The number of people killed in road accidents last year fell to the lowest figure since records began in 1926, according to the Department for Transport (DfT).

Deaths decreased to 1,754 in 2012 from 1,901 in 2011 (a fall of 8%), and the number of people seriously injured was down 0.4% to 23,039 in 2012 from 23,122 in 2011. This figure is 15% lower than the 2005-09 average.

However, despite this, the number of pedal cyclists killed rose by 10% to 118 and the number of seriously injured cyclists rose, for the eighth year in a row, to 3,222. The increase in deaths was mainly among the young with the number of child cyclists killed doubling from six in 2011 to 13 in 2012, although the number seriously injured fell by a fifth.

Kevin Clinton, head of road safety at The Royal Society for the Prevention of Accidents (RoSPA), said: “The good news of a large drop in road deaths in 2012 is marred by an increase in cyclist deaths, which occurred despite the poor weather in the main cycling seasons of spring and summer, which probably meant fewer cyclists were on the road. If the weather had been better, there may have been even more cyclists killed and injured.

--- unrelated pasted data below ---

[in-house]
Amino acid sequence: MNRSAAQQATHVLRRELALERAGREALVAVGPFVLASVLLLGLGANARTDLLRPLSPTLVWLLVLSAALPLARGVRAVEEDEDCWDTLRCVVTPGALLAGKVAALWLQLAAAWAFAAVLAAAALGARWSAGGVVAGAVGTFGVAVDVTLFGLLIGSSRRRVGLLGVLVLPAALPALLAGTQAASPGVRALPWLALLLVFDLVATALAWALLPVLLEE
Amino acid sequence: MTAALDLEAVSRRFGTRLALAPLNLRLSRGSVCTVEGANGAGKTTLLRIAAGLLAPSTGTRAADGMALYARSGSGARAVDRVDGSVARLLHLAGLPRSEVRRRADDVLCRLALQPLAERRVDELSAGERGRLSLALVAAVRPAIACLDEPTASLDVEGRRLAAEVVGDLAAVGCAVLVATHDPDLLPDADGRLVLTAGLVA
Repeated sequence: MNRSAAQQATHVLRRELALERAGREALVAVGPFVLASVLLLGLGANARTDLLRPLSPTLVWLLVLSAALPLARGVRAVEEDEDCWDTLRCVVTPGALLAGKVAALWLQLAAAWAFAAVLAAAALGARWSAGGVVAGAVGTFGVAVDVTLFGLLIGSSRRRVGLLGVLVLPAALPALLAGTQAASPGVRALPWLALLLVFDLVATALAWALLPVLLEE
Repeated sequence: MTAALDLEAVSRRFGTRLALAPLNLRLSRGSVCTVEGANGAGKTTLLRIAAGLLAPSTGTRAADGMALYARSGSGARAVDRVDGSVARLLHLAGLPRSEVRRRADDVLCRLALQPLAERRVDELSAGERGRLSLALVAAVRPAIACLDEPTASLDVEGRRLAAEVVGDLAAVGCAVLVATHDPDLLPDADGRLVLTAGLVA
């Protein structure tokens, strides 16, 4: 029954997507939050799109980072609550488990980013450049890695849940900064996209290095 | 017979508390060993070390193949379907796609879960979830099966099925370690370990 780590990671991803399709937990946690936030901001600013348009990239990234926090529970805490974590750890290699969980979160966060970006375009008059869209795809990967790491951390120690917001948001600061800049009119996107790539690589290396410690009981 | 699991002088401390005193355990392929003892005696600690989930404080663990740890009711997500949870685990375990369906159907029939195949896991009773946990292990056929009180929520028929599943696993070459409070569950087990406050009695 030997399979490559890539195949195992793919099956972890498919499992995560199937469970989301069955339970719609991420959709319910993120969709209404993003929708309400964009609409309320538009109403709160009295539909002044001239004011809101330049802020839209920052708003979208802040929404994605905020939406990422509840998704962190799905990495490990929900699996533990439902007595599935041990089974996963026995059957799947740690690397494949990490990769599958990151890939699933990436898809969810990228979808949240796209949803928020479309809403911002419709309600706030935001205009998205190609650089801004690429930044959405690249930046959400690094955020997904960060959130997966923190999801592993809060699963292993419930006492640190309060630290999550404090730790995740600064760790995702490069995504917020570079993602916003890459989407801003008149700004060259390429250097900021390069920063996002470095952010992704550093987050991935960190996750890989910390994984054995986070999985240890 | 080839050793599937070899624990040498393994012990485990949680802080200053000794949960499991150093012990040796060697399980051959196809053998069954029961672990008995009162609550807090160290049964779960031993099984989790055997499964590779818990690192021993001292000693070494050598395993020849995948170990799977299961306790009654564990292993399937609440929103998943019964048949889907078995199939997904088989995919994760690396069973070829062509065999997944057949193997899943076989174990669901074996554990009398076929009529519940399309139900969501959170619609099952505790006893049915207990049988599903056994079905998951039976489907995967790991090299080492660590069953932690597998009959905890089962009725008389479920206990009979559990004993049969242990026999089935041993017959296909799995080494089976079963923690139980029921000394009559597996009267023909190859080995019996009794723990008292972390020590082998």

“Even though road deaths in 2012 were at their lowest level since records began, we need to redouble our efforts to make sure that cyclist deaths and injuries are reduced as the popularity of cycling increases.

“The fact that most of the increase in cycling deaths was among child cyclists is particularly worrying. As well as increasing the provision of cyclist training and trying to make the roads safer for cyclists, we also need to hammer home the message to drivers to keep their speed down, watch out for cyclists and give them enough room on the road.”